Temperatures will rise by about 6 degrees Celsius in the Saskatchewan capital by 2050 due to global warming. These estimates were launched by a group of researchers from the University of Winnipeg and other members of the Prairie Climate Centre, who launched Canada’s Climate Atlas on April 4th, 2018.
Canada’s Climate Atlas is an interactive site designed to allow Canadians to visualize the impact of climate change on over 2000 cities and towns across the country over the next 80 years.
Climate determines almost everything about how we design, build and live in our cities. Global warming puts the security and prosperity of our cities at risk.
Researchers reveal massive increases in temperature in Regina, Saskatchewan, Canada, due to global warming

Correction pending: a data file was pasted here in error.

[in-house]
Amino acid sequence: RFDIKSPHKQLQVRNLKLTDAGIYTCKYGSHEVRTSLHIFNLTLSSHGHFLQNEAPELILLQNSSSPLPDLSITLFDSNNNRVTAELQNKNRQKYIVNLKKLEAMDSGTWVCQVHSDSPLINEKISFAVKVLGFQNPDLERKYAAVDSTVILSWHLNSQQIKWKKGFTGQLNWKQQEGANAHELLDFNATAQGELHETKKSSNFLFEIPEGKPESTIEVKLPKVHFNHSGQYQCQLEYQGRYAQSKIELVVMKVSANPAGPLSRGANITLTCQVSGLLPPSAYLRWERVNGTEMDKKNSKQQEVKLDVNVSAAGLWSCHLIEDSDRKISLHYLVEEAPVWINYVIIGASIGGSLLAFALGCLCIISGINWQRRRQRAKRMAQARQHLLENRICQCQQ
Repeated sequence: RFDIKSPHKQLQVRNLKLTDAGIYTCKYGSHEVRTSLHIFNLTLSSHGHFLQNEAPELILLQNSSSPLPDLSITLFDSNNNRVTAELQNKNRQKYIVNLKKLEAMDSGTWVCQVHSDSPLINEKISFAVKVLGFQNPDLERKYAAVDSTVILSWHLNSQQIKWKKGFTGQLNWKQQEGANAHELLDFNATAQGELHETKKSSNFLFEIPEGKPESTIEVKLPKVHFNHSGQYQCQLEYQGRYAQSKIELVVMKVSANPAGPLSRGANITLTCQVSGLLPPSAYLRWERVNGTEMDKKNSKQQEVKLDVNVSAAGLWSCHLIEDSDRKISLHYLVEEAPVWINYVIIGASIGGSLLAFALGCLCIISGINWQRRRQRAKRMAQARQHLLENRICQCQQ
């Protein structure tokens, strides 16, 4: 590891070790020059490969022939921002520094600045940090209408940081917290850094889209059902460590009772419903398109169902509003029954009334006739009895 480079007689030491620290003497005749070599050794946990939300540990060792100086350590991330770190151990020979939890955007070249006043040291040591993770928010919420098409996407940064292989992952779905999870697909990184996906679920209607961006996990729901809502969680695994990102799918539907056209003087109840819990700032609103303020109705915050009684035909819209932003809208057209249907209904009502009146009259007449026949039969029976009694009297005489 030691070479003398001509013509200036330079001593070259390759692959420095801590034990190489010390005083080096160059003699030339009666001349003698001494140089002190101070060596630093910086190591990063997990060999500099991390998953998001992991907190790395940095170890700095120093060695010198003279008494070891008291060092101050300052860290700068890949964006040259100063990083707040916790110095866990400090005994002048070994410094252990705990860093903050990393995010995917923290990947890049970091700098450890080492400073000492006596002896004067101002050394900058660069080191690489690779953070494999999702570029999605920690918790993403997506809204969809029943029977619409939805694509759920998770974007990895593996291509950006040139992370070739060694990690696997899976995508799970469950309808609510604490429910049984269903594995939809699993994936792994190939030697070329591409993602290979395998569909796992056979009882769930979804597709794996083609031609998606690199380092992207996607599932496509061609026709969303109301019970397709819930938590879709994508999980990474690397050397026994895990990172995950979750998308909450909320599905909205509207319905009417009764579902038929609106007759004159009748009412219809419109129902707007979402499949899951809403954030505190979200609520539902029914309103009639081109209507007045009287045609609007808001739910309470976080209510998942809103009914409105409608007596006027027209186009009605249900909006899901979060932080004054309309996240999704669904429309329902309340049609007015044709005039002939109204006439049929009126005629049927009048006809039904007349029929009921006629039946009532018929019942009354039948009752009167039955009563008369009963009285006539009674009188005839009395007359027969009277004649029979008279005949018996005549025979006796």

According to the researchers, it will only be one day a year with -30 degrees Celsius in Regina. On the other hand, it will be more than 30 degrees Celsius for 50 days per year, on average.
Accordingly, winters will be warmer, with 30 or even fewer days below zero degrees Celsius and the springs will be wetter, with 30% or more precipitation.
On the other hand, summers will lose slightly over 7% in the volume of precipitations, while the temperature will increase gradually year after year. Accordingly, in Regina, Saskatchewan, the temperature will increase to 45.6 degrees Celsius by 2050 during the summer days.
“Extreme and prolonged heat can impact air quality, facilitate the spread of dangerous diseases, prevent outdoor activities and cause stress and anxiety,” the report says. According to researchers, urgent action is needed to avoid long-term damage, such as the negative impact of climate change on agriculture practices and wild animals’ behavior, increasing the environmental degradation and causing more and more species to lose their habitats and get exposed to extinction.
The situation to which Regina, as well as other Saskatchewan regions, is exposed is not an isolated case in Canada, as many other cities will also be experiencing significant temperatures increase and extreme weather phenomena, all caused by global warming.